If you were to start the process of buying a home today, what would be the part you find most intimidating? For most home-buyers, first time or fourth, it’s being approved for your mortgage. It’s easy to see why it makes most homebuyers nervous. It’s not the same as buying as buying socks from your local superstore. With your potential future home at stake, you don’t want to do anything that will cause a denial. Being a future homebuyer myself, it’s making me nervous just writing about it. It’s why I want to learn the common mistakes so to make the process go as smoothly as possible. Here are five common mistakes you should always avoid when you apply for a mortgage:
Not getting pre-approved. We cannot stress this one enough. A pre-approval greatly improves your chances of getting your home. Not just getting pre-qualified, but being pre-approved. It’s easy to be pre-qualified. Even I can get pre-qualified, and that’s saying something. A pre-qualification is a verbal discussion on the loan amount you’ll likely be able to receive. Pre-approval, on the other hand, is a thorough review of your finances, FICO Score, income, ending with an official document from the financial institution guaranteeing that you’ll be able to receive the written amount from the bank. If you decide to go through a pre-approval, check with your financial institution on how long your pre-approval is valid.
Applying for a new line of credit. You likely have one (or a few) credit card(s) already in your name. Don’t worry too much about those, but applying for a new credit line can harm the chances of getting your mortgage approved. For one, each time you apply for a new loan, the lender will pull your credit. Credit inquiries ding your credit score and can decrease your score by up to five points. Five points here and five points there can really add up. Having $3,000 worth of credit open to you is great. $30,000 open to you, not so much. Second, applying for multiple loans at the same time is a red flag to lenders. It can signal to lenders that you are desperate for money and can change your mortgage terms or possibly result in a denial.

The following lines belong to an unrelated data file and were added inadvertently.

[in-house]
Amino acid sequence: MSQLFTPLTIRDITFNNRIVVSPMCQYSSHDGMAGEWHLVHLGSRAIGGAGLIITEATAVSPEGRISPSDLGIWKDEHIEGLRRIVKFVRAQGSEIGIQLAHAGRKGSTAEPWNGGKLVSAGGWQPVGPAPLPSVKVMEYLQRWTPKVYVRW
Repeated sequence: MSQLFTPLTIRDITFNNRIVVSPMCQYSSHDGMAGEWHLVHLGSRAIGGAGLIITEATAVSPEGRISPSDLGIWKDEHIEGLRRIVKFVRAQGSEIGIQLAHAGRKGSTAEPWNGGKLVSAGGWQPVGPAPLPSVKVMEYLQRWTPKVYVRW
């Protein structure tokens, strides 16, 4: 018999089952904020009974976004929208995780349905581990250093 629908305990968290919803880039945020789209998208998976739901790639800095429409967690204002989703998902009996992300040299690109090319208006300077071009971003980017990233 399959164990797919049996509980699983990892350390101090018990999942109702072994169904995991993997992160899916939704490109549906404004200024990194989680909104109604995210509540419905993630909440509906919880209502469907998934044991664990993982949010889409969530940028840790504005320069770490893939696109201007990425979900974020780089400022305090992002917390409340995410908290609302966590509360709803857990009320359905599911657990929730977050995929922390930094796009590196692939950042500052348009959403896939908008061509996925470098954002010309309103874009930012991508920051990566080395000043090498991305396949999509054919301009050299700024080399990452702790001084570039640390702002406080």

Leaving your job. The key to a successful closing is consistency. A loan officer wants to see your bills paid each month, as well as having an unvaried income for at least two years. It’s more difficult to do that when you don’t have a job. You want the loan to go smoothly, and losing your income, even if you have a new job in place, brings up question marks in the underwriting department. If there’s no choice but to leave, contact your loan officer as soon as possible and explain the situation.
Making large purchases. Once you’ve found your home, it can be tempting to start buying everything you need to furnish the place. Keep in mind, the home loan department, will look to see if your finances have remained relatively the same throughout the application process. So try to refrain from making large purchases so your fund will remain untouched, just how the mortgage department likes to see it. Sorry for you boat, car, couch, and 4K tv collectors. Because really, you’re not going to need that new couch if you lose out on your new home.
Stalling until you reach a 20% downpayment. You’ve probably heard that you need 20% down to be able to purchase a house. While, having a larger downpayment comes with some advantages, it is not necessary to begin your home search. In fact, a lot can happen in the time it takes to save 20% down. You could be all saved up with no home to go to. Mortgages rates could increase, market conditions could change, and you could miss out on a property that would have been perfect for you. Talk to your lender and discuss a feasible downpayment amount.
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